An Ethnography of Hunters

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Everyone kills, and everyone eats. Not everyone eats what they kill, but these remain two of the most intimate forms of communing with our environment, whether we recognize them as such, or not. Almost 40 000 Americans are killed each year as the result of homicidal, accidental, and suicidal uses of guns; in all, Americans wielding guns intimidate, wound, and kill hundreds of thousands every year. These were the kinds of ideas impressed upon me as I grew up in my urban home: Guns were beasts, as were knives, arrows, spears, indeed anything could become a weapon if held in a particular way. We sprayed each other with the hose instead of water guns, and spent many long hours as a family "communing with nature" through long walks on the nature trails in southern California; we had a little garden from which we harvested potatoes, carrots, and lettuce, but we never harvested the rabbits hopping through, or the squirrels, or the groundhogs. It didn't occur to me until high school, however, that I didn't know where the meat I was eating came from. This bothered me. I became vegetarian. No more cows in the rain forest! I said. No more chickens in long cramped houses, moving along conveyor belts where heads went flying, feathers electrically shocked off, fire burned off the hairs, to be tossed into a super-wrap machine, ready for the Wal-Mart grocery bin. Hunting, too, was equally cruel to animals in my mind. I tried to ignore the arguments that hunting helped control deer populations, and that killing for food was, ultimately, part of human nature to be honored, much less tolerated. I got a chance to broaden my perspective last year, and I harvested my first hen out at Merry Lea Environmental Learning Center, during a May Term ornitholog...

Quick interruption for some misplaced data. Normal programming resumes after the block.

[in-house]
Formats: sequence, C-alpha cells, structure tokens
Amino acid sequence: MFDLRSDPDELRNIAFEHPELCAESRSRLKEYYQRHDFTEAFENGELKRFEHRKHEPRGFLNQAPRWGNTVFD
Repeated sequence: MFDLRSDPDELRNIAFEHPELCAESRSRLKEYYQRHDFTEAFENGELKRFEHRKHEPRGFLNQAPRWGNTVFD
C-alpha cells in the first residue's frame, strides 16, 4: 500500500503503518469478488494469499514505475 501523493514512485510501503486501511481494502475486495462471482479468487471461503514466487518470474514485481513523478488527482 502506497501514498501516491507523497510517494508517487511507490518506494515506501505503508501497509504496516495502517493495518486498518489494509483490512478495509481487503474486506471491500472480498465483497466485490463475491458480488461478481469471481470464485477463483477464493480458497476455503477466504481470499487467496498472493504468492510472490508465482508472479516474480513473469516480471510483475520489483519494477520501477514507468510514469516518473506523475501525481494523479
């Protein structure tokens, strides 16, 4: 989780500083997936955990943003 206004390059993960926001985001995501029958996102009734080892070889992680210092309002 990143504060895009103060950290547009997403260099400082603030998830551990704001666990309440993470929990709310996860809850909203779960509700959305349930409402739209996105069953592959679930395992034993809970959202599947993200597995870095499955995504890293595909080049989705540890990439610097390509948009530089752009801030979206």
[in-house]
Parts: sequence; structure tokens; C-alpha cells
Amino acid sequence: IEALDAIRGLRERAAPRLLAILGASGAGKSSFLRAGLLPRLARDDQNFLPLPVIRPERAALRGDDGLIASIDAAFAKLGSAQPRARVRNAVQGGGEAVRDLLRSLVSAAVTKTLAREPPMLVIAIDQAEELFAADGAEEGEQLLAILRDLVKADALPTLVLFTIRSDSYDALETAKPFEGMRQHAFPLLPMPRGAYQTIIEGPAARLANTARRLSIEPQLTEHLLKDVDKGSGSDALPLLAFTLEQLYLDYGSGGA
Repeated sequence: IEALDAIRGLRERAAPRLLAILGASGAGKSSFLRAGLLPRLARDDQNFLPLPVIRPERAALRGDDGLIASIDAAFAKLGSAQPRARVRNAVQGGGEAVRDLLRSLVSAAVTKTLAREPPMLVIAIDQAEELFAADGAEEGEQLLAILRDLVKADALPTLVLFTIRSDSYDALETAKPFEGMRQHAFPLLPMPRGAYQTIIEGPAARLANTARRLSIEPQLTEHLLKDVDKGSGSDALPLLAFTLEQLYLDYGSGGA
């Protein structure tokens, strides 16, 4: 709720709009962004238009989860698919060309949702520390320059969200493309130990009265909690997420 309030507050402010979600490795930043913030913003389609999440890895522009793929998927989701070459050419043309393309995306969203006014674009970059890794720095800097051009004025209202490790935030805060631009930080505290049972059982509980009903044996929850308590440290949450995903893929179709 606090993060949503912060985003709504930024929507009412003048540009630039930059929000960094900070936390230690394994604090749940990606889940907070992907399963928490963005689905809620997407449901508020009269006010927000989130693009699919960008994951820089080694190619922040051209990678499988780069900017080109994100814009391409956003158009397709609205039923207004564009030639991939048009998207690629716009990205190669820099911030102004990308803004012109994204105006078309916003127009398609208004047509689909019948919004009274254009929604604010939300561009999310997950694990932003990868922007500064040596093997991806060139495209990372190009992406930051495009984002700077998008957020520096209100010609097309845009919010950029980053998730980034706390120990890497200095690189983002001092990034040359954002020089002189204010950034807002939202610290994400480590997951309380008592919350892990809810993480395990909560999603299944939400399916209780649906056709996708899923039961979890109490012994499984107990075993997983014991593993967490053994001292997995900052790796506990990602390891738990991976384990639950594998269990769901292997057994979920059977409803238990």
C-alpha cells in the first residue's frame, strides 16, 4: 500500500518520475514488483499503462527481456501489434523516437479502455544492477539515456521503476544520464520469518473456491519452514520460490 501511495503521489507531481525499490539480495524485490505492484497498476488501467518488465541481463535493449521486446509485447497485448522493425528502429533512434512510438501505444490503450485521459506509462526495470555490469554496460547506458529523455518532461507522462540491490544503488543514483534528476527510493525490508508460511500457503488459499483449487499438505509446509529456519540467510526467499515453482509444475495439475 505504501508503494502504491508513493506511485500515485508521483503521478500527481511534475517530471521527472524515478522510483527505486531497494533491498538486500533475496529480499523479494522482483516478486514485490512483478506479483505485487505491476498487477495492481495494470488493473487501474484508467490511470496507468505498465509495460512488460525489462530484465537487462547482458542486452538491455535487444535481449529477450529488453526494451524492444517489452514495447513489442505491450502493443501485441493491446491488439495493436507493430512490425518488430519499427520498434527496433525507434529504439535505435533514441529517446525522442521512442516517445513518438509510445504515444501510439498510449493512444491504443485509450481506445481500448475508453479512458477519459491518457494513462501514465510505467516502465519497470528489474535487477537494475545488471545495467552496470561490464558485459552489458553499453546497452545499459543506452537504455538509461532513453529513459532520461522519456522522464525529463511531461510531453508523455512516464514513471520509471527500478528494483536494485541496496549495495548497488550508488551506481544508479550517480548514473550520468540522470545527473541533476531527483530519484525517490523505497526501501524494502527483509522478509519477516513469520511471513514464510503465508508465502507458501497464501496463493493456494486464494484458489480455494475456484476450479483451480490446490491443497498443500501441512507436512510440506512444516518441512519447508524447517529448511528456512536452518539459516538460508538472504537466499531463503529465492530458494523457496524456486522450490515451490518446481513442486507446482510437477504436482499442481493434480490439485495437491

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...or hunting season. I am curious to know more: Will there be more female hunters in the future? My impression is that there is more hunting done for sport now than there is for necessary protein harvest, but will there be a movement in the other direction? Will the deer population survive while the hunters try to make up their minds? I hope that this ethnography may serve as a model of forming connections within our own close communities; that we may work towards preserving this interwoven web of culture through respect and interest in our environments.

I haven't been hunting. I haven't yet sought out the opportunity. I have, however, given up vegitarianism for lent.


1. poundage refers to the number of pounds it requires to draw the string back from the bow

2. Hedge apple also known as Osage Orange, common in old fence-rows in the greater Goshen area

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